Modern slavery allegations burn clothing supply chains
- Recent investigations into retailers' supply chains found rampant human rights abuses within the supply chains of online fashion merchant ASOS, British luxury retailer Marks & Spencer and Japanese casual wear retailer Uniqlo.
- A BBC investigation found Turkish textile factories exploiting child labor, asking 7 and 8-year-old children to work 60-hour weeks and underpaying Syrian refugees, Forbes reported Tuesday.
- Meanwhile advocacy group War on Want recently noted Uniqlo's suppliers in China frequently imposed excessive overtime, low pay, dangerous working conditions and oppressive management on workers.
Human Rights violations are still common, particularly in the low paying clothing supply chains, and consumers are taking note.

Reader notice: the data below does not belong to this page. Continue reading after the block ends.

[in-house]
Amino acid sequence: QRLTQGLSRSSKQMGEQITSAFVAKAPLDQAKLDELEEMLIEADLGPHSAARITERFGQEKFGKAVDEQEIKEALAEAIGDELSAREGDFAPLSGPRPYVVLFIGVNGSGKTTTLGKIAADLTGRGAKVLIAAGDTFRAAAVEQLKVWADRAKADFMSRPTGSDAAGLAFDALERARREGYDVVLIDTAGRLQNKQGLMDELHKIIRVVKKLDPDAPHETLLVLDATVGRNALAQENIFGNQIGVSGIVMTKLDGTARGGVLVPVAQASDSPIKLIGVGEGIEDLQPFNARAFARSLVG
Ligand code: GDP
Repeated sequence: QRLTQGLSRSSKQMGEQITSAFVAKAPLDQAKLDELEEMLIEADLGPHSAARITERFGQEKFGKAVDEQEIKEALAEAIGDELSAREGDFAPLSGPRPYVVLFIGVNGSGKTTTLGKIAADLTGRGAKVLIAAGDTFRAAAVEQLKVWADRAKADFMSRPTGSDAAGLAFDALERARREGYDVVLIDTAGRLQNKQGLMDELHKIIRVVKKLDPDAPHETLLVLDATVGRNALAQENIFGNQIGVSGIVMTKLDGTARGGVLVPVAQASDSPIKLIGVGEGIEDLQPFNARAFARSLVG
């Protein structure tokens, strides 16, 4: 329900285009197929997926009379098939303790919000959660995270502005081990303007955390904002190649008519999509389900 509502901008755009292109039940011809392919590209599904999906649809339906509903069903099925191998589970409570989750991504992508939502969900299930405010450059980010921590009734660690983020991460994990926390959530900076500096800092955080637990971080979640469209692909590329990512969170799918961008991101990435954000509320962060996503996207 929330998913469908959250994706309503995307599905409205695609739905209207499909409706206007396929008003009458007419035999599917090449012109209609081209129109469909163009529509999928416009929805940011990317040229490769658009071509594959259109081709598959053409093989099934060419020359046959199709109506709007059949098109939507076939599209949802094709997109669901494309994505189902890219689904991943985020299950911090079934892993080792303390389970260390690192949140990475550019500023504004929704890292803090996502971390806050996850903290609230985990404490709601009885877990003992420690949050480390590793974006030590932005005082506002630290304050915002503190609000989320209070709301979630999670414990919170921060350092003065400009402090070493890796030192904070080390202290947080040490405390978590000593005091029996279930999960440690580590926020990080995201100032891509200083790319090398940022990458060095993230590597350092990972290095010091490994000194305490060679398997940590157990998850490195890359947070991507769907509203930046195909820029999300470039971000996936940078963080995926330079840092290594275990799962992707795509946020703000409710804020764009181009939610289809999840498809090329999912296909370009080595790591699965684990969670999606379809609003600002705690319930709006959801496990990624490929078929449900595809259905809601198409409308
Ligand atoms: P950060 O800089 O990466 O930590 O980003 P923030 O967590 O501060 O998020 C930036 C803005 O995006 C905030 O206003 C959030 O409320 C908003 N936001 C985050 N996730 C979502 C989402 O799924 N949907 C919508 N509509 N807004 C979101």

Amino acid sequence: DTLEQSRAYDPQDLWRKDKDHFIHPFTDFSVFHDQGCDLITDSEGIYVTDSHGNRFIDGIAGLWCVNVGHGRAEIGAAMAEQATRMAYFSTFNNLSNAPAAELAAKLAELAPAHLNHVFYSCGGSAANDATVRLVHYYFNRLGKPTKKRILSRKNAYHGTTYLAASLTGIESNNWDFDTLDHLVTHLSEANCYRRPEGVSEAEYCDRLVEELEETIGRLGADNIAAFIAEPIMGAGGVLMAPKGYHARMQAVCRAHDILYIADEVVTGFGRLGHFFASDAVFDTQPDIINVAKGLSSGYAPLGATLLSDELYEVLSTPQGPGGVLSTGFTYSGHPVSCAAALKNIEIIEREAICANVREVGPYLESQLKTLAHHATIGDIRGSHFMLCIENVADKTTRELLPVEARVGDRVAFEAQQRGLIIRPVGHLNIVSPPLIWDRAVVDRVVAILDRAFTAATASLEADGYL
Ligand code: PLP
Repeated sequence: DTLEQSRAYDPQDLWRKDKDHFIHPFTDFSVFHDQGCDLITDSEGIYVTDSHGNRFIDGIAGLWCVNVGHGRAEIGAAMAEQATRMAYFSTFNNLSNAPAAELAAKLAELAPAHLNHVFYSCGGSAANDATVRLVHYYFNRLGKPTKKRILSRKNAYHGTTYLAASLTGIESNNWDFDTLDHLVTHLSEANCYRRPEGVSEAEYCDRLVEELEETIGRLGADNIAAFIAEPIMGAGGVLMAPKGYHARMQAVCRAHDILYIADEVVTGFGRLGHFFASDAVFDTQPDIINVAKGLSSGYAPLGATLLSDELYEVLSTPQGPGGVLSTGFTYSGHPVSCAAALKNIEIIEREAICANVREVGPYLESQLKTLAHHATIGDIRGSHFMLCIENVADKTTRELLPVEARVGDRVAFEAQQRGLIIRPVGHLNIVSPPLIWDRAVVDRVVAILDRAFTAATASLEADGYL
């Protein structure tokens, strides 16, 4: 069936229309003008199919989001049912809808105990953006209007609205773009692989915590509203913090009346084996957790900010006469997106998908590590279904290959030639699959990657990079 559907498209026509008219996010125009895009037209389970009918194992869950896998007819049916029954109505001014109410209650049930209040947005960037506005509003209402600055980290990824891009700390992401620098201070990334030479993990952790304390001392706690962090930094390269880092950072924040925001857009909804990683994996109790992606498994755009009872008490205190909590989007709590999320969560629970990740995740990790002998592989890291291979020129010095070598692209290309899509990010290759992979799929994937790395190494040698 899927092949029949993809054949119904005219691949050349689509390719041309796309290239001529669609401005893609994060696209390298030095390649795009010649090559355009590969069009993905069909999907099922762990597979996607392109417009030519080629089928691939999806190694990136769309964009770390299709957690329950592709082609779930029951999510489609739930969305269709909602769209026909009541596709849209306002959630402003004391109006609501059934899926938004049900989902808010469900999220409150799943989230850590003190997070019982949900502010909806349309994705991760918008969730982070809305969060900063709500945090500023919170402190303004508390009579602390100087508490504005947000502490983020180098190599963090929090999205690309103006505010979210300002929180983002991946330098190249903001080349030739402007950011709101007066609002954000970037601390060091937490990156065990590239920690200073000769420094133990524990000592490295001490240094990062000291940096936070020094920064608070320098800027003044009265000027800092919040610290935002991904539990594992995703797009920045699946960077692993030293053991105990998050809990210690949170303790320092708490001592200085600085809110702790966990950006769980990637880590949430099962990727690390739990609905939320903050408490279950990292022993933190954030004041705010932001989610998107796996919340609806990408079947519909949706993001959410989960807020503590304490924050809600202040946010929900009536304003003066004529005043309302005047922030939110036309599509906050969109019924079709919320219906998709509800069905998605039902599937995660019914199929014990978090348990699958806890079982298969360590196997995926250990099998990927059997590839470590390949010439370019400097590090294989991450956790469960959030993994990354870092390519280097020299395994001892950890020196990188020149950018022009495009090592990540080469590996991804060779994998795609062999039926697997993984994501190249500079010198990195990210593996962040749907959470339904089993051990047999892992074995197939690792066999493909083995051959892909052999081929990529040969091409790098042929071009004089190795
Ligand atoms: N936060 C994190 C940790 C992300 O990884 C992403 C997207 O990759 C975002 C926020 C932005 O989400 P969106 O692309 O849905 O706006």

A recent report by Verisk Maplecrost said global companies with supply chain operations in 115 countries were at either "high" or "extreme" risk of association with modern slavery. While modern slavery in the supply chain and human rights abuses are an ethical dilemma for all companies, it also poses a brand risk for companies based in or operating in the U.K.
The passage of the Transparency in Supply Chain Provisions of the Kingdom's Modern Slavery Act requires companies grossing more than $44 million annually to report slavery risks within their supply chains and publish steps taken to address these. The Act may not be directly enforceable, but each instance of slavery threatens the brands' reputations specially as efforts to diminish slavery fail.
The three companies in question had previously pledged to address the issue according to reports, but the suppliers have failed to improve their compliance. How the three companies address these concerns will prove an example to watch.
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